Ethics of Humanitarian Response: What, if any, are the Physiotherapist's Ethical Limits of Professional Duty in Extreme Circumstances?

Venue: Palau de Congressos, Hall 5, Room 5
Chair: Ruth Purtilo (USA)
Panellists: Mary Faure (South Africa), Josepha Danziger (Israel), Christina Bohm (Australia), Daulat Dastoor (India)
Moderator: Elizabeth Ellis (Australia)

15:00-16:00 Key Presenter
Tevfik Bedirhan Üstün (WHO, Switzerland)

Title: ICF: A New Paradigm for Physical Therapy
Venue: Palau de Congressos, Hall 5, Room 7
Chair: Liz Harrison (Canada), Member International Scientific Committee

Tevfik Bedirhan Üstün is the Coordinator of the Classification Assessment Surveys and Terminology Team in the Global Programme on Evidence /EIP in the World Health Organization. He has worked in the WHO since 1990 first in Mental Health, then in Evidence Cluster. As an international health officer, Dr Bedirhan has formed multiple international networks on Classification and Assessment of Health and Disability; Mental Health Epidemiology, and Primary Care applications. He is currently the Team Coordinator for the Classification Assessment Surveys and Terminology in the Global Programme on Evidence. He is responsible for the WHO's Family of International Classifications (ICD, ICF and other health classifications); development of health assessment strategies and WHO's World Health Surveys. His many publications in psychiatry, primary care, and health assessment can be found in English as well as some in Turkish, French, Spanish and Italian. He will provide the rationale for the review of the International Classification of Function (ICF) and the implications of this classification for health professionals, research and policy.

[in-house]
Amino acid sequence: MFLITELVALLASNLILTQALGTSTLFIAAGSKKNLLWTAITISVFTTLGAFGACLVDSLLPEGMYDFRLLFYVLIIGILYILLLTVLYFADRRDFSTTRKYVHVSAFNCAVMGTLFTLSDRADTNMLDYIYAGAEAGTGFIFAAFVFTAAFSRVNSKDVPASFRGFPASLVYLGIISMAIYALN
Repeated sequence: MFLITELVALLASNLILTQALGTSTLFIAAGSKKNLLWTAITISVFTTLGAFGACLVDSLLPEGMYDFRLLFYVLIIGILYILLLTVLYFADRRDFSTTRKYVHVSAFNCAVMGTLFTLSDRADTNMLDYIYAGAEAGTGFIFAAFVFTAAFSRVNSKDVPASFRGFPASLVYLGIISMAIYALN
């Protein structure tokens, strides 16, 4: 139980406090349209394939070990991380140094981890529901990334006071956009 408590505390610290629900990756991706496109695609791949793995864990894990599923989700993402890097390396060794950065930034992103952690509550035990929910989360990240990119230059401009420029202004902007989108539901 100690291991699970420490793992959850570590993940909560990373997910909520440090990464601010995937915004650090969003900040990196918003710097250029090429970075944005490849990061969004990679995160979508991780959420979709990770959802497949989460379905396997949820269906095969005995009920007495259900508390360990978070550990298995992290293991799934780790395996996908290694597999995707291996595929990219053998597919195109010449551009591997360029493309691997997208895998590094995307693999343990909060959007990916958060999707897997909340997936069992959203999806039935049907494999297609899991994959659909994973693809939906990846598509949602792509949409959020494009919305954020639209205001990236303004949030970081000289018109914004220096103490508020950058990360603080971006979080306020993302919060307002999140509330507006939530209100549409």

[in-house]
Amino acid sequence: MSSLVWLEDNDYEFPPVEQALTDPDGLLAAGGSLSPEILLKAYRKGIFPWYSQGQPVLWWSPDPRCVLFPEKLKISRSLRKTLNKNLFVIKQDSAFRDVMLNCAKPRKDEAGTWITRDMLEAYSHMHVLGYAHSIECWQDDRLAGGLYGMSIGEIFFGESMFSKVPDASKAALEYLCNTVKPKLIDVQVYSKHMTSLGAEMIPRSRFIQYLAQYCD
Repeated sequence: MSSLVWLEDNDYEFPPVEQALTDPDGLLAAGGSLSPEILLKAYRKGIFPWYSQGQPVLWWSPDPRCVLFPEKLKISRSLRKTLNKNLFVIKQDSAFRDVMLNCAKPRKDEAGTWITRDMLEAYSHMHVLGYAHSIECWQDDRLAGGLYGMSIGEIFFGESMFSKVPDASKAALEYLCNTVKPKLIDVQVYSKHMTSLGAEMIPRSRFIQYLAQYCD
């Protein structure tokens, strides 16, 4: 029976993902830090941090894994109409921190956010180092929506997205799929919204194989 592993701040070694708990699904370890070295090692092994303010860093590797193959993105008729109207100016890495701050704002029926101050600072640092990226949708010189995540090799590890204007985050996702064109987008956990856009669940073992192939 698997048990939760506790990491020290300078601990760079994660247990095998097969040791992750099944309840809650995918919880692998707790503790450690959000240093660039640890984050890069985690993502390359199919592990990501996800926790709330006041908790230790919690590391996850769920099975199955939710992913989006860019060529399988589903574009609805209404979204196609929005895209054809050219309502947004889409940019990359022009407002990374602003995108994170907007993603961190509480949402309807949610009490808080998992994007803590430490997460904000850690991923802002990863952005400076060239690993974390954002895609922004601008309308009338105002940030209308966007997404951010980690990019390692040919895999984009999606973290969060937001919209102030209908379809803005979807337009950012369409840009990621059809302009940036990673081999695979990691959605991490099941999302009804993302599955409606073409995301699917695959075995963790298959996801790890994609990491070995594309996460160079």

15:00 – 16:00 Discussion Panel – WCPT and WHO
Community Based Rehabilitation – A Fashion or Our Future?

Venue: Fira Palace Hotel, Verdi
Chair: Dorcas Madzivire (Zimbabwe)
Panellists: Gubela Mji (South Africa), Eva Sandborg (WHO – Switzerland), Lorenzo Carraro (Italy), Barbara Gibson (Canada), Mary Martin (Nepal)
Moderator: Elizabeth Carrington (UK)

Tuesday 10th June 2003

11:30-12:30 Key Presenter
Ann-Marit Sæbønes (Norway)

Title: A Disabling Society: The Role of Physiotherapists in Strengthening the Human Rights for People with Disabilities
Venue: Fira Palace Hotel, Verdi
Chair: Brenda Myers (UK), Secretary General WCPT

Ann-Marit Sæbønes worked in Norway and Kenya as a physical therapist from 1968 to 1979 while she was also training as a sociologist. Her extensive political background and leadership roles have also been carried out locally and internationally. From 1992 to 1995 she was mayor of the City Council of Oslo where she continues to be a member and leader of the Labour Party for the City Council. Improving the situation for individuals with disabilities has been a life long commitment involving activities such as: Secretary General in the Norwegian Federation of Organizations of Disabled People, Chair of the Norwegian State Council on Disability and chair or participant on a number of expert-meetings on disability in the United Nations and World Health Organization. Ann-Marit has a long history of work in the areas of political organisation and democracy, as well as human rights issues, especially for people with disability.

11:30 – 13:00 Focused Symposium
Motor Learning

Venue: Palau de Congressos, Hall 5, Room 7
Chair: Roberta Shepherd (Australia)
Contributors: Gabriele Wulf (USA ): Attentional focus and motor skill learning
Nancy McNevin (USA): Benefits of dyad training and self control in physical rehabilitation
Paulette van Vliet (UK): Effect of contextual information on performance of reach to grasp